This project centers on the literary representation of “utopia” in early modern and modern East Asian literature, a textual tradition that stretches back to the early seventeenth century that crystallized as a cohesive and consistent theme in the nineteenth and twentieth century.
The central contention of my study will be that a corpus of East Asian fiction, journalism, maps and travel accounts presents a unique opportunity to reconsider the geographic, linguistic and cultural boundaries that structured both the lived experience of the writers, as well as the disciplinary borders of East Asian literary studies in the present day.
At its root, the concept of “utopia” is fundamentally an issue of borders and boundaries, in both a geopolitical and epistemological sense. The imagination of a utopia is the demarcation of a line of inclusion and exclusion, and in most cases, the writers were responding to particular moments of upheaval, contact and cataclysm engendered by various types of global contraction: from the Manchu invasion of Ming China in the seventeenth century; to the unprecedented bidirectional flows of students, workers and colonists between China and Japan in the late nineteenth-century; to the influx of translated texts from Western languages into East Asia in the early twentieth.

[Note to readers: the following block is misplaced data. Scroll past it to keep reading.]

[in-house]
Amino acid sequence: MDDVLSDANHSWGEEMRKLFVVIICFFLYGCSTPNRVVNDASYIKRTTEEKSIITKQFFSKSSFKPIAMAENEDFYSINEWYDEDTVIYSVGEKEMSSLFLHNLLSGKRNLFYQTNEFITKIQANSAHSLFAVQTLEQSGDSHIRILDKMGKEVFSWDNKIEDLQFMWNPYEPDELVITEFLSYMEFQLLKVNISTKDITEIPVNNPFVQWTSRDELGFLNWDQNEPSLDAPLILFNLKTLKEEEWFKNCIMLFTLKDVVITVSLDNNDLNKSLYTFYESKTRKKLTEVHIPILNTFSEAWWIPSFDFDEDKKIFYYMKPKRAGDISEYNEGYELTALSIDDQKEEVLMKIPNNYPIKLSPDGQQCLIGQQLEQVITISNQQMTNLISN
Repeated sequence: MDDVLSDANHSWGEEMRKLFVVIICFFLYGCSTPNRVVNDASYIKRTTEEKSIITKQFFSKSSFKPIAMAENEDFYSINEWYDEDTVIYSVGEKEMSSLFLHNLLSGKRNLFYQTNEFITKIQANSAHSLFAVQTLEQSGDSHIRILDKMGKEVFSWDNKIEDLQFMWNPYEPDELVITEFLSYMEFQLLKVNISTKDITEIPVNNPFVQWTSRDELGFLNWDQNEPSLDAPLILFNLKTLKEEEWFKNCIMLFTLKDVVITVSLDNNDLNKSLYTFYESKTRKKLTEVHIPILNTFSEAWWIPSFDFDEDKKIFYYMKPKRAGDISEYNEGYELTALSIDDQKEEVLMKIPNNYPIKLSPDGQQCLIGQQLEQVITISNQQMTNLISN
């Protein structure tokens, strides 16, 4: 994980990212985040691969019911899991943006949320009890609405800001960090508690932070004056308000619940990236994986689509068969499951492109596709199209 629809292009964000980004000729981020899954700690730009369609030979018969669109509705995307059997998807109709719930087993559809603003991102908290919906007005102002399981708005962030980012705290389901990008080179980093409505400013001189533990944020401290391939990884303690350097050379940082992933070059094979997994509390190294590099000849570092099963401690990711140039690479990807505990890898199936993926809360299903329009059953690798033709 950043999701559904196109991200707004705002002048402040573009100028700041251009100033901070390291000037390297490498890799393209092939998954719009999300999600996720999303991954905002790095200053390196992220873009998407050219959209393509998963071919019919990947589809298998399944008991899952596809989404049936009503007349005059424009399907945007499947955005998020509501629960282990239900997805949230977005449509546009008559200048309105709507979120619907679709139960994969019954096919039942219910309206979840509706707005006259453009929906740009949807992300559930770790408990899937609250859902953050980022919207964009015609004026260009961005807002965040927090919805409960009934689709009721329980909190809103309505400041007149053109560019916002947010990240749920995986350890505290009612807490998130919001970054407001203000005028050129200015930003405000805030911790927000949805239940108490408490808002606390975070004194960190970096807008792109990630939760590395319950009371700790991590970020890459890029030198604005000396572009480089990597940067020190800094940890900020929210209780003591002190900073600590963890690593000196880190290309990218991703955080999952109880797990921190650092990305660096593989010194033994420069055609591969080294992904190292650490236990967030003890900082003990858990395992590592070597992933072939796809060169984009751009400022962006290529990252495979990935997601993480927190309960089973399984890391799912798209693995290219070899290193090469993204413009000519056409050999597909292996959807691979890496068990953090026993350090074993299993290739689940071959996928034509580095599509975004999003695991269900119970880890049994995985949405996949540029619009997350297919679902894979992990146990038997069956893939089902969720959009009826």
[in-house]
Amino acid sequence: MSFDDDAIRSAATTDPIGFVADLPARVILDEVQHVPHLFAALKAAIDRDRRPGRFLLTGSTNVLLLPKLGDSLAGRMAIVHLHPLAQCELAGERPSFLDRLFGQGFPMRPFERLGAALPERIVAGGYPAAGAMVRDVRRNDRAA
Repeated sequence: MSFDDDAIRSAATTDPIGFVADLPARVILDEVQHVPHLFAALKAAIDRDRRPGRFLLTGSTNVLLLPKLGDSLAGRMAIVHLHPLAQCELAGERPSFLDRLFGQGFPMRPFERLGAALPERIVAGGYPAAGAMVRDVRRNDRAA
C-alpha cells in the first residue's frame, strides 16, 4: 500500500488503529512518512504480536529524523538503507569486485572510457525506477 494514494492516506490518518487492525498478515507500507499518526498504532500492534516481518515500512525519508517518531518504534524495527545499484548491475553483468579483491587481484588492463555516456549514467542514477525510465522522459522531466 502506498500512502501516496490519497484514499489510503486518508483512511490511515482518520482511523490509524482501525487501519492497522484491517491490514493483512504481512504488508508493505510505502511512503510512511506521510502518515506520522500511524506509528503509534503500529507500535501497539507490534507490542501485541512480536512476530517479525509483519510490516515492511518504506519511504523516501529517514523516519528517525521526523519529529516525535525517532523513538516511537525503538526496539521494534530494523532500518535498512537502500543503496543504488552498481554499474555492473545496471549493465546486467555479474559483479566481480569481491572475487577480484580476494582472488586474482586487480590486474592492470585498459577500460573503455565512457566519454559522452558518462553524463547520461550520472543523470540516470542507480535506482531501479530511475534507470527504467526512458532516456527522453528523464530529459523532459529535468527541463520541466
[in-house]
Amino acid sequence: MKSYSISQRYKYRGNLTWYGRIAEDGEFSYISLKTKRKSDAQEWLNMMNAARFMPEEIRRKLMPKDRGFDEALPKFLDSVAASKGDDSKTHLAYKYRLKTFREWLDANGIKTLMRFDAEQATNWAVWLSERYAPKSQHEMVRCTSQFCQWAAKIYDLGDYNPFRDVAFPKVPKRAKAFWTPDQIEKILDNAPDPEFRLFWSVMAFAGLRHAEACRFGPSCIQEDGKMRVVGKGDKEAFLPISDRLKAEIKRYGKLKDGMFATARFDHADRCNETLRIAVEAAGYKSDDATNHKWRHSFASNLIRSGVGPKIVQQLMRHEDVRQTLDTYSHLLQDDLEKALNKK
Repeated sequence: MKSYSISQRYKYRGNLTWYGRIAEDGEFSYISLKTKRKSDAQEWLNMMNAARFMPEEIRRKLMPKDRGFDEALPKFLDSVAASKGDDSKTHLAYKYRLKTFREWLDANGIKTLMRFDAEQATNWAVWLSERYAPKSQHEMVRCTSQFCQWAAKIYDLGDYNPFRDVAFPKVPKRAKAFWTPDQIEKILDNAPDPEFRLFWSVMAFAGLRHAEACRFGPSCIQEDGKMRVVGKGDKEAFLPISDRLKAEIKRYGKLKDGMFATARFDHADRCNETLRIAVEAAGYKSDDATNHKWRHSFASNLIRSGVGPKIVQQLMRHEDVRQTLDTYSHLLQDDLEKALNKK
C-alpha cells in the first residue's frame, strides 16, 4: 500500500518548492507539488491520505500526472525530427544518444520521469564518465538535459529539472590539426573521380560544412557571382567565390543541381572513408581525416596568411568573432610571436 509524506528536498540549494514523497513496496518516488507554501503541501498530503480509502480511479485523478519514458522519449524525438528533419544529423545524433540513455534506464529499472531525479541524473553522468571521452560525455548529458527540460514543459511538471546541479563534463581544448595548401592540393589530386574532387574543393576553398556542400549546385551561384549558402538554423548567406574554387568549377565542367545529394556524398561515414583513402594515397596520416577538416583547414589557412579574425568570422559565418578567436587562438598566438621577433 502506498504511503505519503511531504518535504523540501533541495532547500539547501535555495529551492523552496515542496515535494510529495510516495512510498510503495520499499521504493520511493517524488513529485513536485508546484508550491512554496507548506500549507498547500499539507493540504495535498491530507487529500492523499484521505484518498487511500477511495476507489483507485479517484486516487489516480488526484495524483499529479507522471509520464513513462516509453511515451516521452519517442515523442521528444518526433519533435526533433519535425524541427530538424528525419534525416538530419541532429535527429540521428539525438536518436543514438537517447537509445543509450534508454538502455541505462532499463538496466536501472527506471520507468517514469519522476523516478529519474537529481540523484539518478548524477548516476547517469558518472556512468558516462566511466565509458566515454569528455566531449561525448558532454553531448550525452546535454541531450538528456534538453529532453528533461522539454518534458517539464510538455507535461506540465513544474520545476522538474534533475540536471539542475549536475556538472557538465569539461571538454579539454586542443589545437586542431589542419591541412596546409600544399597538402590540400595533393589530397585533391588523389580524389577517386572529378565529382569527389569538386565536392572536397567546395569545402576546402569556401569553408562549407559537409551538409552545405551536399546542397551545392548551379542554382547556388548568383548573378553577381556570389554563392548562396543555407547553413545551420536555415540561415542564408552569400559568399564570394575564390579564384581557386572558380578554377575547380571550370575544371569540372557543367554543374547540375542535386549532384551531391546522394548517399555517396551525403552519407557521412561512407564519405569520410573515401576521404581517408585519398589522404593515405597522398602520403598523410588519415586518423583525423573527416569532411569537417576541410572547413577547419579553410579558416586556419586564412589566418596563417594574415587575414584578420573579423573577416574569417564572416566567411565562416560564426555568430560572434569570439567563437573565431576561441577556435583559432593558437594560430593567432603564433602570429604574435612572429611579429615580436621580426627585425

By examining the ways in which the literary motif of utopia contributed to a widespread and radical reappraisal of the relationship between language, literature and cultural identity, this research partakes of a growing body of scholarship devoted to previously overlooked connections between the literary corpuses of China, Japan and the West.